The needlebook which will fit into:
The huswif on the left (although I'd love to take the class for the one on the right, too).
Ellen teaches a small for just about every project. In the small, she covers any unusual stitches or techniques you may need for the main piece. It's very helpful, and not overwhelming, although I do have a good bit of spaghetti on this one that I will have to deal with before I can proceed.
Anyway, we hit the road at lunchtime and the less said about that trip, the better. I'm not sure what measurement Google uses to determine travel time--and they do say that road construction and other delays can affect the estimate--but seriously--OK, enough venting on that subject.
We decided to stop on the way home at the Museum of Appalachia. We visited this site on the way home from a wedding and said, at the time, we really would have to return. So we did. It only took thirty-six years for it to happen, but we returned.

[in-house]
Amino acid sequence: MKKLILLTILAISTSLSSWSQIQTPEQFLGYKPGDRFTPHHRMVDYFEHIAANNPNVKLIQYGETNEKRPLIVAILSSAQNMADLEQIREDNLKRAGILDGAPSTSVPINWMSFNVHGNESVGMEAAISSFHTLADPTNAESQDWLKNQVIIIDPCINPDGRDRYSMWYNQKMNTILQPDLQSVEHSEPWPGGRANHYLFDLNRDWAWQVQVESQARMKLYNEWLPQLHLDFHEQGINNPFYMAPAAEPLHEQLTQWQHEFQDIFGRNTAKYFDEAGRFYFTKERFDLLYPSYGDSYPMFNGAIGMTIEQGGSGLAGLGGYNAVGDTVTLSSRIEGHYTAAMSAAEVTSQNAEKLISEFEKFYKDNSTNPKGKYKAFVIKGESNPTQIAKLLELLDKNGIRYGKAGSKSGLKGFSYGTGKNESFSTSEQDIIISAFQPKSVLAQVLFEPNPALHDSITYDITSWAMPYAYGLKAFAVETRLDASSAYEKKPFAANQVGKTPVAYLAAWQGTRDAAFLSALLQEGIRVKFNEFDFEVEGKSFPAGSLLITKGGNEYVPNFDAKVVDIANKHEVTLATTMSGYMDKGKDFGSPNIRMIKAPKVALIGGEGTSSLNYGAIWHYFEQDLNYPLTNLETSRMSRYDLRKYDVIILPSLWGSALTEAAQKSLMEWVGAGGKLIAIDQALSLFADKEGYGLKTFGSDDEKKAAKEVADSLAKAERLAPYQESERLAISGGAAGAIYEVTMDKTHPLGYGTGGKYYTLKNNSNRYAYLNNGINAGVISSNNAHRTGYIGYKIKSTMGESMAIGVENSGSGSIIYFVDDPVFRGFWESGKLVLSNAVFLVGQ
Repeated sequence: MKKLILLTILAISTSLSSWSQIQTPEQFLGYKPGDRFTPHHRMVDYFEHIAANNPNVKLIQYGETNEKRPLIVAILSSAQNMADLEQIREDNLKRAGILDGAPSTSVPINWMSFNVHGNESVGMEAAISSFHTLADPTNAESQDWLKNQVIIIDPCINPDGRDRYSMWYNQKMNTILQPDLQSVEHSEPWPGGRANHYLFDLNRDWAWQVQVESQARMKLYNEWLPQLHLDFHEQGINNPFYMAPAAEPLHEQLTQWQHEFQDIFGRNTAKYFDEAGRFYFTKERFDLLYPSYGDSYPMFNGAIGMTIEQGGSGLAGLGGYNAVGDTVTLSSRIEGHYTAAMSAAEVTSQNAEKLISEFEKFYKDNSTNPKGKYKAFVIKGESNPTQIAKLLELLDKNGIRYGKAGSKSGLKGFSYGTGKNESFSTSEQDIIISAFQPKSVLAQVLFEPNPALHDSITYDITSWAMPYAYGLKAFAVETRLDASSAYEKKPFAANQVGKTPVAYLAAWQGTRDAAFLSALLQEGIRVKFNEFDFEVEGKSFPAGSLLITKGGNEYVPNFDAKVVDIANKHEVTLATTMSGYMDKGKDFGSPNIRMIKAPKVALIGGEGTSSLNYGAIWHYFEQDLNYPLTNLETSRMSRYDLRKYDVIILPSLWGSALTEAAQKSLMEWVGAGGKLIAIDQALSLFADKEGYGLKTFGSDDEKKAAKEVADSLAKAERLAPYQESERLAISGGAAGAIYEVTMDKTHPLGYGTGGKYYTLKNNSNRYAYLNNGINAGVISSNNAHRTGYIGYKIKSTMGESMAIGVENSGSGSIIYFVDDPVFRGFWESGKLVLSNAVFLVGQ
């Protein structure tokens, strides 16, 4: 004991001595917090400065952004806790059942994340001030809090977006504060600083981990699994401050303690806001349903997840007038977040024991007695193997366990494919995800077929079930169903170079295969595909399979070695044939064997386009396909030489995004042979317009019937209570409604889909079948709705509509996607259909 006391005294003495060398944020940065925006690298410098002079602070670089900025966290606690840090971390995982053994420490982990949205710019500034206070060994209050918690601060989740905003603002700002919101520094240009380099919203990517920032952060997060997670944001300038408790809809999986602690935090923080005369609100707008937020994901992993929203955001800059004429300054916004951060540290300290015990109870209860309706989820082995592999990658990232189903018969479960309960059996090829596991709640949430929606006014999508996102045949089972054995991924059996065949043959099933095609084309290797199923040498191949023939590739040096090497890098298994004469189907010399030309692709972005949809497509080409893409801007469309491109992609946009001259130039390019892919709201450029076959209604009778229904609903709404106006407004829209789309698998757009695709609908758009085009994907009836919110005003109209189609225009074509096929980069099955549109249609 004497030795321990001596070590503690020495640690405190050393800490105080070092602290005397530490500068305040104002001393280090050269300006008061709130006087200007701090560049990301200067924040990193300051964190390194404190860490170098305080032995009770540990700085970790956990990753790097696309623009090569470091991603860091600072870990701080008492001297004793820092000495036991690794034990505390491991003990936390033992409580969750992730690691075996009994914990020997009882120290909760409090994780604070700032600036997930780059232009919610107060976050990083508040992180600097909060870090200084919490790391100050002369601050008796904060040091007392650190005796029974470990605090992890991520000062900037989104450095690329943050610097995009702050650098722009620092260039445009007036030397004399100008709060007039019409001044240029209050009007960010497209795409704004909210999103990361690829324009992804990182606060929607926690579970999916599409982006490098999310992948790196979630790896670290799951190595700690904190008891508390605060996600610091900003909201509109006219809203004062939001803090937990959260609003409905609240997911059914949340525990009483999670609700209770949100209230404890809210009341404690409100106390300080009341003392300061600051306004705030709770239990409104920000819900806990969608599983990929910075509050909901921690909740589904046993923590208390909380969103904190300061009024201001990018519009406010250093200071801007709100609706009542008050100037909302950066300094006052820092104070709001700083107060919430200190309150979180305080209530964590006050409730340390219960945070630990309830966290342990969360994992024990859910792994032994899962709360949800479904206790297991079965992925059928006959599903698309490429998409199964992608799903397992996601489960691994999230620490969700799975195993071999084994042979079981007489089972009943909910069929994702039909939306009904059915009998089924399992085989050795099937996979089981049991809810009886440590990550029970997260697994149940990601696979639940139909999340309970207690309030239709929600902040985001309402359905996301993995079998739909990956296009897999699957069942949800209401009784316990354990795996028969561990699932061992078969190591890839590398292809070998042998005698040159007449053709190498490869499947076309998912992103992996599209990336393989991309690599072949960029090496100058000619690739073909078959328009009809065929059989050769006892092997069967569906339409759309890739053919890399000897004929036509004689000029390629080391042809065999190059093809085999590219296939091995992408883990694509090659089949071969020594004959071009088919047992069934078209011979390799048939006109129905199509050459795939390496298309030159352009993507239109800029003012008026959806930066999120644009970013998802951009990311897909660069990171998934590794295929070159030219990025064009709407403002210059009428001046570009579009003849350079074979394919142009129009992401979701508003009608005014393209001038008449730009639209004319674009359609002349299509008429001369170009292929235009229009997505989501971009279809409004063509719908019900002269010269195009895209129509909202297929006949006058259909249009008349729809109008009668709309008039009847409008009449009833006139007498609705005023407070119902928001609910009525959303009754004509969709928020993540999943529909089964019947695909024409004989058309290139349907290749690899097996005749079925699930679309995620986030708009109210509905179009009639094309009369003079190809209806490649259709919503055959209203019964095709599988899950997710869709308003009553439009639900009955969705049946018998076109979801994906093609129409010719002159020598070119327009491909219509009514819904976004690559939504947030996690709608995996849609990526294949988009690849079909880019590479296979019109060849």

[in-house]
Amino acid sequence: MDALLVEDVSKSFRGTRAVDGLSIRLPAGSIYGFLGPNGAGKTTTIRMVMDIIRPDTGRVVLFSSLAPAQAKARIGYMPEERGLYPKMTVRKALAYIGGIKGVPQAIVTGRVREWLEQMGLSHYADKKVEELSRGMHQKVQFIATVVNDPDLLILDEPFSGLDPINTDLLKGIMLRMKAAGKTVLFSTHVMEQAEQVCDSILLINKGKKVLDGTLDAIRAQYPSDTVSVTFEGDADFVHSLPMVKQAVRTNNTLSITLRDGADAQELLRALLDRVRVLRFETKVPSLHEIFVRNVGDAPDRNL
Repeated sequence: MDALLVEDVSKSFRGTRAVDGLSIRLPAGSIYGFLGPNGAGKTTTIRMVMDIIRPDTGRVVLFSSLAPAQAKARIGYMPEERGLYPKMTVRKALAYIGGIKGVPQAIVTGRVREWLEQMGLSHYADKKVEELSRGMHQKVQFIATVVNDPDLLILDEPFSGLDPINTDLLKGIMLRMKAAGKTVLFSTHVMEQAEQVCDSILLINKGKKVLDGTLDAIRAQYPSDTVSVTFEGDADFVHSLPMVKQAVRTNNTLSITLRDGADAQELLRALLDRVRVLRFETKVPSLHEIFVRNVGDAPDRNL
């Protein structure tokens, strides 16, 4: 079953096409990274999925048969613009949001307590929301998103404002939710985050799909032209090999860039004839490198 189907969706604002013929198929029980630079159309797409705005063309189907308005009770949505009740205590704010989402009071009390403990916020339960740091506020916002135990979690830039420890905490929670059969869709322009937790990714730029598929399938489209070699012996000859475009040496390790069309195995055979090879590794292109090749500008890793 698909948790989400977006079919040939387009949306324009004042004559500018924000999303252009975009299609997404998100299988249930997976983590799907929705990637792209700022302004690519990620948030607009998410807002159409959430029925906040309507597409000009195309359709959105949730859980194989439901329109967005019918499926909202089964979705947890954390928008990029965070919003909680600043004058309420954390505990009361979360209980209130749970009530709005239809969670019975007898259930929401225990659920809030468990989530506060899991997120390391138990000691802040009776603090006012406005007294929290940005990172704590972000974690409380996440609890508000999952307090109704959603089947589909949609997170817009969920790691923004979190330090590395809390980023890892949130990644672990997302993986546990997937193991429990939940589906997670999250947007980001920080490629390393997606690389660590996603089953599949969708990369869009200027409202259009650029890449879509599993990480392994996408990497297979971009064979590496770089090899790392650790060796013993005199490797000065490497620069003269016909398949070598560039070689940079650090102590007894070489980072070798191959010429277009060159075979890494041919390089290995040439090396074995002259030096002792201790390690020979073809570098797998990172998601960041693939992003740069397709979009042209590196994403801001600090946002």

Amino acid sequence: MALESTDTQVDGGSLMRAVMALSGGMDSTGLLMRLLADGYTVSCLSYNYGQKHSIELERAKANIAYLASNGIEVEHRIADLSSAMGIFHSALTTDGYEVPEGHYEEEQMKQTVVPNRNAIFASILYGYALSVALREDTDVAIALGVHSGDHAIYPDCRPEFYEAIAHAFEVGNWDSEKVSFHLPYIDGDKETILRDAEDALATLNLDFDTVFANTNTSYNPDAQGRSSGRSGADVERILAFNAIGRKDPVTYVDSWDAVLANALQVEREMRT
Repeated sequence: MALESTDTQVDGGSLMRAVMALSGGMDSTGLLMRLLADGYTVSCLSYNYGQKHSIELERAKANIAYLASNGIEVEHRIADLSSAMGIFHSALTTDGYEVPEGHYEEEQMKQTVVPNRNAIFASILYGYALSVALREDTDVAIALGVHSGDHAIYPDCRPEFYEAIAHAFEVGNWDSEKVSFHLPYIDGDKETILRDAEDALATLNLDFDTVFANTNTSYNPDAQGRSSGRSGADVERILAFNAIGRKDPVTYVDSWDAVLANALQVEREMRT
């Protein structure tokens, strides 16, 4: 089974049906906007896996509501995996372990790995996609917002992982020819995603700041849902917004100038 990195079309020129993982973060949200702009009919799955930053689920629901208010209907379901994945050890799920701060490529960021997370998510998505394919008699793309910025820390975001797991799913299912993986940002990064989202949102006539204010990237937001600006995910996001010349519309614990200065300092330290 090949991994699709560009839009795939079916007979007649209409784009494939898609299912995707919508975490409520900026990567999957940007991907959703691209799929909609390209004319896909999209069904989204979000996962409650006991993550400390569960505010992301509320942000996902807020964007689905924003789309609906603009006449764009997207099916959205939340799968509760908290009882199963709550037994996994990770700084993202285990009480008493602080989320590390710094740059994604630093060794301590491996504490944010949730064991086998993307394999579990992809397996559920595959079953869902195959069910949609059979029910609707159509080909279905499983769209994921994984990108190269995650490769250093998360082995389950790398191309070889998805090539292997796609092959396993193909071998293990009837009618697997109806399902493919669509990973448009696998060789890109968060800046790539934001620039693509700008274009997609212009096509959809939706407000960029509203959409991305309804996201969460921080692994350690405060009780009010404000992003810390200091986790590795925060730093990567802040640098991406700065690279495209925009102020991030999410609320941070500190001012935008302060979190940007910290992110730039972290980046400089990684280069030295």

The structures and artifacts were collected by a single individual over a lifetime, brought to the site, and set up as they might have been when first constructed.
They are furnished, at least partially, as they would have been on the frontier. Keep in mind at the time they were built that Tennessee was the frontier.
A grouping of buildings
A frontier McMansion.
Can you imagine raising nine children in this house? It had two rooms and a loft, which could be accessed from the front porch.
And on that note, we are going out to dinner. And, quite frankly, after seeing how generations of women had to work to feed their families, three times a day, day after day, I feel just a wee bit guilty about it. Not guilty enough to go out and grind meal and slaughter a critter, but just enough to be thrilled to live in this day and age!